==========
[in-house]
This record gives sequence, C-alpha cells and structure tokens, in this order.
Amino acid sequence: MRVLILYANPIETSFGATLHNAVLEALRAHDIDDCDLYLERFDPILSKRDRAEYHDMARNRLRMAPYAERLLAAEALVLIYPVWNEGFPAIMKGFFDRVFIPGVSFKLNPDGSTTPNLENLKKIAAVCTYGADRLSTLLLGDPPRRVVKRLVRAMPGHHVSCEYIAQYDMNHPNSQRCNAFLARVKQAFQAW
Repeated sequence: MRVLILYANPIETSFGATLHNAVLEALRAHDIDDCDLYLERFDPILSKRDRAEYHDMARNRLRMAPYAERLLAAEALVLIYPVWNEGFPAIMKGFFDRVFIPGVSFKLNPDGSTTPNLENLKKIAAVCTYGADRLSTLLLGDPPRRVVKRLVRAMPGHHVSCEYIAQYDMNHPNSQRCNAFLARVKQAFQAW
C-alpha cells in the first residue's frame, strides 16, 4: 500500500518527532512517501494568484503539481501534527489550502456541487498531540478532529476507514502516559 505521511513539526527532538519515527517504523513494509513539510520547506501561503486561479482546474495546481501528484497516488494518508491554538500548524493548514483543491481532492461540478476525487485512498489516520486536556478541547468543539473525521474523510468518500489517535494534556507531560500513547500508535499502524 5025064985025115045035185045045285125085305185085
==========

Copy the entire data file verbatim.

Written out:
[in-house]
This record gives sequence, C-alpha cells and structure tokens, in this order.
Amino acid sequence: MRVLILYANPIETSFGATLHNAVLEALRAHDIDDCDLYLERFDPILSKRDRAEYHDMARNRLRMAPYAERLLAAEALVLIYPVWNEGFPAIMKGFFDRVFIPGVSFKLNPDGSTTPNLENLKKIAAVCTYGADRLSTLLLGDPPRRVVKRLVRAMPGHHVSCEYIAQYDMNHPNSQRCNAFLARVKQAFQAW
Repeated sequence: MRVLILYANPIETSFGATLHNAVLEALRAHDIDDCDLYLERFDPILSKRDRAEYHDMARNRLRMAPYAERLLAAEALVLIYPVWNEGFPAIMKGFFDRVFIPGVSFKLNPDGSTTPNLENLKKIAAVCTYGADRLSTLLLGDPPRRVVKRLVRAMPGHHVSCEYIAQYDMNHPNSQRCNAFLARVKQAFQAW
C-alpha cells in the first residue's frame, strides 16, 4: 500500500518527532512517501494568484503539481501534527489550502456541487498531540478532529476507514502516559 505521511513539526527532538519515527517504523513494509513539510520547506501561503486561479482546474495546481501528484497516488494518508491554538500548524493548514483543491481532492461540478476525487485512498489516520486536556478541547468543539473525521474523510468518500489517535494534556507531560500513547500508535499502524 5025064985025115045035185045045285125085305185085